3 thoughts on “How prayer works.

  1. The argument in this cartoon is invalid because it ignores the possibility of value pluralism within “God’s great plan.” In other words, it assumes that any given set of mutually exclusive desires will contain only one desire compatible with said “plan.” After all, if several of two or more competing desires fit equally well with the “plan,” prayer might help tip the scales in favor of one option or another, and your argument would be invalid. However, that view is completely unfounded, and actually begins to seem actively absurd when scrutinized more closely. A though experiment will quickly illustrate what I mean (in it, I will, for the sake of argument, take for granted the truth of Christianity, which I assume is the religion you’re trying to lampoon).
    Imagine that two newly-graduated seminary students, X and Y, both apply for the same vacant job at a rectory, and that X prays that he will get the job while Y does not pray. Now, in order for your objection against prayer to be valid, only one of the two possible outcomes here (X getting the job or Y getting the job) can be compatible with “God’s great plan.” Only then would X’s prayers be ineffectual, since God has already decided whether or not X will be employed. But if both X and Y are sufficiently pious and competent to perform the job in a way compatible with “God’s great plan,” prayer might make all the difference in the world, potentially tipping the scales in favor of either X or Y.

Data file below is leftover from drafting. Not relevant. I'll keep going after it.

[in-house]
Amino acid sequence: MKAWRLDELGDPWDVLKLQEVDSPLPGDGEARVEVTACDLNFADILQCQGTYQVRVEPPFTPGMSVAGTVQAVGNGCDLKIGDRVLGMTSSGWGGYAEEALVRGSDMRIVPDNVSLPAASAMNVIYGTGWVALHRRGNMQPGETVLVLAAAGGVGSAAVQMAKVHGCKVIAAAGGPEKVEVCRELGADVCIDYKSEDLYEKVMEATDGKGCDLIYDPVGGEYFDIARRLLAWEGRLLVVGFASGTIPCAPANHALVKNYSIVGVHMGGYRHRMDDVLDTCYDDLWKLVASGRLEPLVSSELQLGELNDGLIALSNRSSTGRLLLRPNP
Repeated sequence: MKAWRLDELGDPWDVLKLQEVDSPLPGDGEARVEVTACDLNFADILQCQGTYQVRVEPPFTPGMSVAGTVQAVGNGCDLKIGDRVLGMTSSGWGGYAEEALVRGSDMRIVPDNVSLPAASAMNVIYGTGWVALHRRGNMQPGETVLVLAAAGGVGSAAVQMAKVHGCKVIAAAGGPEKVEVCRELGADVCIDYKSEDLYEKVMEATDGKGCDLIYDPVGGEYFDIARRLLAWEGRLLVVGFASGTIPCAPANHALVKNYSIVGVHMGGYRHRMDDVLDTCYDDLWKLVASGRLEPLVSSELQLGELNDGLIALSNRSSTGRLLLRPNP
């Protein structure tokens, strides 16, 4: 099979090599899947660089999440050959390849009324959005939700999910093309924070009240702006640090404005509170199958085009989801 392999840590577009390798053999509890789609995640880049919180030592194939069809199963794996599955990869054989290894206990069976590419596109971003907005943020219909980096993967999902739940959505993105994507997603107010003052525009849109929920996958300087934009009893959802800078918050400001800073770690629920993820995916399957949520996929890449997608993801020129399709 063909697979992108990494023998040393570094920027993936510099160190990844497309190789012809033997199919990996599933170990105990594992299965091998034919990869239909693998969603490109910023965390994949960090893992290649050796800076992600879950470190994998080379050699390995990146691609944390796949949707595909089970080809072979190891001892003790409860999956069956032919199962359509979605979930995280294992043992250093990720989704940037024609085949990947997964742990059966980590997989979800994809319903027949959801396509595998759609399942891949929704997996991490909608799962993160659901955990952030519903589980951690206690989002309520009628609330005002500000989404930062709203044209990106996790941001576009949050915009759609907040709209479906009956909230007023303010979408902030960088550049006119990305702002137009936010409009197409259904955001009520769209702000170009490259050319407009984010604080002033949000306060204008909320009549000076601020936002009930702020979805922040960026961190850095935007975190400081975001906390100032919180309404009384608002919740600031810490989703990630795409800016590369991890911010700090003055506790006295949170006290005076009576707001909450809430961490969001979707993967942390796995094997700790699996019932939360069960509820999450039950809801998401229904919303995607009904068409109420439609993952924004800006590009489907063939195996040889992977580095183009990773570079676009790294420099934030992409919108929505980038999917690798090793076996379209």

Now imagine that X and Y are only two applicants among several hundred. How plausible is it that precisely one of those applicants will fill the position in a way compatible with “God’s great plan?” Why should this theologically, philosophically, and logically unproven, unfounded, and improbable arrangement repeat itself with every mutually exclusive set of desires that has ever existed or will ever exist? (Which it must in order for your argument against prayer to be valid.) Furthermore, doesn’t a state of affairs such as that outlined above, in which only one outcome is possible in any conflict of interest, manifestly violate the idea of free will, and therefore the concept of moral culpability?
    Despite what this cartoon implies, the concept of prayer makes perfect sense within the framework of the Christian religion or any other theistic belief system. Of course, the truth of Christianity itself is another debate entirely.

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